Focus on the Fetus
Focus on the Fetus
If Planned Parenthood or NARAL or NOW spent some $2.5 million on a thirty-second Super Bowl spot, I would never give them another dime. What a colossal waste of money! Thus, part of me was thrilled to learn that Focus on the Family was paying that staggering sum for an ad featuring Heisman Trophy winner Tim Tebow and his mother, Pam, who say how glad they are that she didn't follow her doctor's advice and abort him twenty-three years ago. Every dollar FOTF spends messaging the fans is a dollar not available to pay the electricity bill or keep staff on payroll--and in fact, FOTF has recently laid off hundreds of employees. Maybe next year FOTF will show us founder Dr. James Dobson reprising his 2005 attack on SpongeBob SquarePants for appearing in a "pro-homosexual video" or advising parents on the proper way to hit their children ("the spanking should be of sufficient magnitude to cause the child to cry genuinely").
In retrospect it was probably a mistake for prochoice and feminist organizations to demand that CBS cancel the ad. Technically, they have a strong point: after all, in recent years the network, citing a no-advocacy policy, has rejected ads from PETA, MoveOn and even a spot from the United Church of Christ that gently announced its support of diversity and openness to gays and lesbians. Only when called on the apparent double standard did CBS announce it had changed its policy--and then it was revealed that even after this supposed change, the network had rejected an ad from ManCrunch, a gay dating website. Without mentioning CBS's history of banning progressive ads, the New York Times published an editorial denouncing protesters for "censorship." A sensible person might wonder who, really, is being the censor here. Nonetheless, most people are not going to follow the details any more than the Times did. All they see is prochoicers trying to shut up a brave mother and her fine young son.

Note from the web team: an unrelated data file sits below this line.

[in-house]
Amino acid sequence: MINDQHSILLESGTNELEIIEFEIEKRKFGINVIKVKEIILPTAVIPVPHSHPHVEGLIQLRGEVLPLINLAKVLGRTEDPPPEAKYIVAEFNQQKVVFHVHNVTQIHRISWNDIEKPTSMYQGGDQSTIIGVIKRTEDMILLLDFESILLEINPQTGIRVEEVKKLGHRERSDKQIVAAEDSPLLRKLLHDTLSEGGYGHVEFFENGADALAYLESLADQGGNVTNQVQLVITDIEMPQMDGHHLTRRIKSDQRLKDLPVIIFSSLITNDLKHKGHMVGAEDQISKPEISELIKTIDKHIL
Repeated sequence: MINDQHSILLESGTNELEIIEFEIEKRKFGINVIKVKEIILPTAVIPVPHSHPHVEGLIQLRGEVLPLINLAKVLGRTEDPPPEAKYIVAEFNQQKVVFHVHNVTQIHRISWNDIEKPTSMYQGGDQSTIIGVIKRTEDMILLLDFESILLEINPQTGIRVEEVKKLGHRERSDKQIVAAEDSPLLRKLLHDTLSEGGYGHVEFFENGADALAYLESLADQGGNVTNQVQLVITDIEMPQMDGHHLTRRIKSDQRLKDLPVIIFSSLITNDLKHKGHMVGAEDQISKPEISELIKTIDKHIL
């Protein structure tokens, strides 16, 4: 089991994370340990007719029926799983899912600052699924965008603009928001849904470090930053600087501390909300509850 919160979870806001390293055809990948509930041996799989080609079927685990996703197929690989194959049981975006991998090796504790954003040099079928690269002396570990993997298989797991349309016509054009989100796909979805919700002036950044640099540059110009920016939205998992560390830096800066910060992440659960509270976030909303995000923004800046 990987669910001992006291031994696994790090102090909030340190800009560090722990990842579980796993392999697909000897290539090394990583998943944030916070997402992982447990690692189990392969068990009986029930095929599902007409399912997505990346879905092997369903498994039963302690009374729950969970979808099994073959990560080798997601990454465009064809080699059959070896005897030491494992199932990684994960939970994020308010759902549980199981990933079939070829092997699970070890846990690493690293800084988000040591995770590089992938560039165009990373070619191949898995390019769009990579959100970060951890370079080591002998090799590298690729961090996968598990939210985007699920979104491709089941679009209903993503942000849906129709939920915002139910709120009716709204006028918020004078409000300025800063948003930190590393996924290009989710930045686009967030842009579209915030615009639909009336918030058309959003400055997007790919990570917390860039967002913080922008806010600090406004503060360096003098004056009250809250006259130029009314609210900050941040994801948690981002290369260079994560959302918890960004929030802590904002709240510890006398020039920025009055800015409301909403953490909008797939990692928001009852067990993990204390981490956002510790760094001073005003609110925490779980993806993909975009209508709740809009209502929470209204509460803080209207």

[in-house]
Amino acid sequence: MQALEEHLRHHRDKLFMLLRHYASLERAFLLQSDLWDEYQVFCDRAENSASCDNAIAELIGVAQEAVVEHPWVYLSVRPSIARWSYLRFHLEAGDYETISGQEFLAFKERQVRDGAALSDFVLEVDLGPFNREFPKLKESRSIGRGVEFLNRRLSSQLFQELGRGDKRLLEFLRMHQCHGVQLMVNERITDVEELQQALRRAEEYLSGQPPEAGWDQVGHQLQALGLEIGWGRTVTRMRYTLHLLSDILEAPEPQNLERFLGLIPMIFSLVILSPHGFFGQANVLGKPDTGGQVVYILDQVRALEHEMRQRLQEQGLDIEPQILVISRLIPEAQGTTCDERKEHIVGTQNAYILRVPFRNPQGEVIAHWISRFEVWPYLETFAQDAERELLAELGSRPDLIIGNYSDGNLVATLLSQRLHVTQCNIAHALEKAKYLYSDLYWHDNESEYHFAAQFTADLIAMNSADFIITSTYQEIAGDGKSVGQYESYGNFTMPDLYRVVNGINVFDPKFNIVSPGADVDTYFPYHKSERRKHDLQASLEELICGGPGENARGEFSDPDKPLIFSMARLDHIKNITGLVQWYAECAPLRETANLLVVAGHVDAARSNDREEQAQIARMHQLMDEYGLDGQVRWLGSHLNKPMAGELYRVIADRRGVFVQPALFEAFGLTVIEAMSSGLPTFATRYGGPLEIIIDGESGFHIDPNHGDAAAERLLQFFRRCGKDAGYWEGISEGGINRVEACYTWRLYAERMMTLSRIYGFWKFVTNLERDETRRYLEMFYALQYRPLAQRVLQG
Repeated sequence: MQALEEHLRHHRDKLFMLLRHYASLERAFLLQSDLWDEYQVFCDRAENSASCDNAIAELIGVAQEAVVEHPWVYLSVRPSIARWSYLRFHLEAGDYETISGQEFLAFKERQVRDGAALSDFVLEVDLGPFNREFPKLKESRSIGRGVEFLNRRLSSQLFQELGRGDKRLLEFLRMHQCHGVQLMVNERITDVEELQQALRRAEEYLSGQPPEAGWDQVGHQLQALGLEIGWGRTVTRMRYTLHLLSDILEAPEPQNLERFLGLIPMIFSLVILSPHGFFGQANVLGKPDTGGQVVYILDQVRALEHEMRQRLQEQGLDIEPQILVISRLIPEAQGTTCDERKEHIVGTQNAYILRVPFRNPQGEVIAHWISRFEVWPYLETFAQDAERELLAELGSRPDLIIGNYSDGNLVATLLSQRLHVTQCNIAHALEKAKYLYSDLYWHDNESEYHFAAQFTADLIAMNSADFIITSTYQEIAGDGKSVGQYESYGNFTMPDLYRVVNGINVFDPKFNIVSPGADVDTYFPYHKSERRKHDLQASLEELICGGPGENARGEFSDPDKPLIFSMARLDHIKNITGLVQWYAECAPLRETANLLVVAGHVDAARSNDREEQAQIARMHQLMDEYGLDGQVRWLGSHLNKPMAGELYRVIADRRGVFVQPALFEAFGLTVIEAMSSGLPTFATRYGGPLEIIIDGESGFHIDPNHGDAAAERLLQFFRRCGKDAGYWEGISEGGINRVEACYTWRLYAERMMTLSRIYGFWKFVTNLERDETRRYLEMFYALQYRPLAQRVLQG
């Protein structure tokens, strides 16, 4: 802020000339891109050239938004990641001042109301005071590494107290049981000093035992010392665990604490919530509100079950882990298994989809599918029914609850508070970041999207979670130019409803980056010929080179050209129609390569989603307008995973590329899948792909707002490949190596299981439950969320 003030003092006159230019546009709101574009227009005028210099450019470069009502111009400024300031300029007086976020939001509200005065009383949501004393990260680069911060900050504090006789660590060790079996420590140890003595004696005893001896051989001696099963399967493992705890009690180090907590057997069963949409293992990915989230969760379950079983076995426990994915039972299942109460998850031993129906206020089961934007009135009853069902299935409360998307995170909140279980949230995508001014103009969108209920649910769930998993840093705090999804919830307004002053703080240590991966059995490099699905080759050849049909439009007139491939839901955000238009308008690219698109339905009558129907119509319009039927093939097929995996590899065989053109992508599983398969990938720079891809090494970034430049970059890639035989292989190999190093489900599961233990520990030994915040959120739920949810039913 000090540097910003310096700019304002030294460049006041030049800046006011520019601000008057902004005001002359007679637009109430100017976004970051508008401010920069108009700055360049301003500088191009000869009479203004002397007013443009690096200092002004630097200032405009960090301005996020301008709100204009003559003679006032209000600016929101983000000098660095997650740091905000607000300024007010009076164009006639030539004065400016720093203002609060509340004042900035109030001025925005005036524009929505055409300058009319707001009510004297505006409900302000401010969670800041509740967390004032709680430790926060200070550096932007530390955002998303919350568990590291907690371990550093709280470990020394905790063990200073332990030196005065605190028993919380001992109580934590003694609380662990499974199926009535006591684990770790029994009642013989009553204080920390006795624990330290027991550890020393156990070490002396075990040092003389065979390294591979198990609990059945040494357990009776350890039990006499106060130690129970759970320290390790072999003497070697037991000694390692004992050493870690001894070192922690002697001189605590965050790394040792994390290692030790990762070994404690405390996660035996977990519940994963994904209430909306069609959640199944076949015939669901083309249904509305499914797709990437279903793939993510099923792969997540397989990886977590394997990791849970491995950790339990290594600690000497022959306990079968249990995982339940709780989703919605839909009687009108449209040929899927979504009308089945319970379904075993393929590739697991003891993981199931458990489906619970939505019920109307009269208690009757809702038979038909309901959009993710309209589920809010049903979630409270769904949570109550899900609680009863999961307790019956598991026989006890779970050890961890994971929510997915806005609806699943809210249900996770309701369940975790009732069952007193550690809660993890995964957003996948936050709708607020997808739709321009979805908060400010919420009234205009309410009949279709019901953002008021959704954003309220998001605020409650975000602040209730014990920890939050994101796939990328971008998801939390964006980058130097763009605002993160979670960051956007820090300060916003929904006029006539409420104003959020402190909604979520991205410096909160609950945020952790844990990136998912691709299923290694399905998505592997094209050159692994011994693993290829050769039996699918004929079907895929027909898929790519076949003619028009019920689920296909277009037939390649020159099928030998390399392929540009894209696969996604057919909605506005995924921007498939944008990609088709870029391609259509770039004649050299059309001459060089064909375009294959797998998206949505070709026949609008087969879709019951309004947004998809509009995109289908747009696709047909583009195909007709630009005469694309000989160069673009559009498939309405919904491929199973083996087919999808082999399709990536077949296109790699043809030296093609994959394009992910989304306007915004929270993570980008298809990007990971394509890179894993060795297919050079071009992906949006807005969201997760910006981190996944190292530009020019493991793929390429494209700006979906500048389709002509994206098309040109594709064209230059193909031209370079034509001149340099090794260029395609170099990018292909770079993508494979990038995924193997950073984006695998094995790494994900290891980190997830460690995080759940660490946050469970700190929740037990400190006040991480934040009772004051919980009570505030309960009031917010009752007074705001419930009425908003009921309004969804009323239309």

You have to hand it to the antichoicers. Only a few years ago they were taking out newspaper ads accusing teenage girls of having abortions to fit into their prom dresses. Today the public face of the movement is warm and woman-friendly: it's Sarah Palin knowingly bearing a son with Down syndrome and Bristol embracing single teen motherhood and abstinence. It's Pam Tebow, who says she refused to have an abortion although doctors warned that the antibiotics she had been given for amebic dysentery had caused a placental abruption, possibly damaging the fetus and risking her life. Doubts have been raised about some elements in her story--did the doctors "urge" abortion or just mention it as an option? Also, abortion was (and still is) illegal in the Philippines, where the Tebows were living at the time. But whatever. Trust in God and your own inner strength, the message is, and all will be well. You can do it. Choose Life.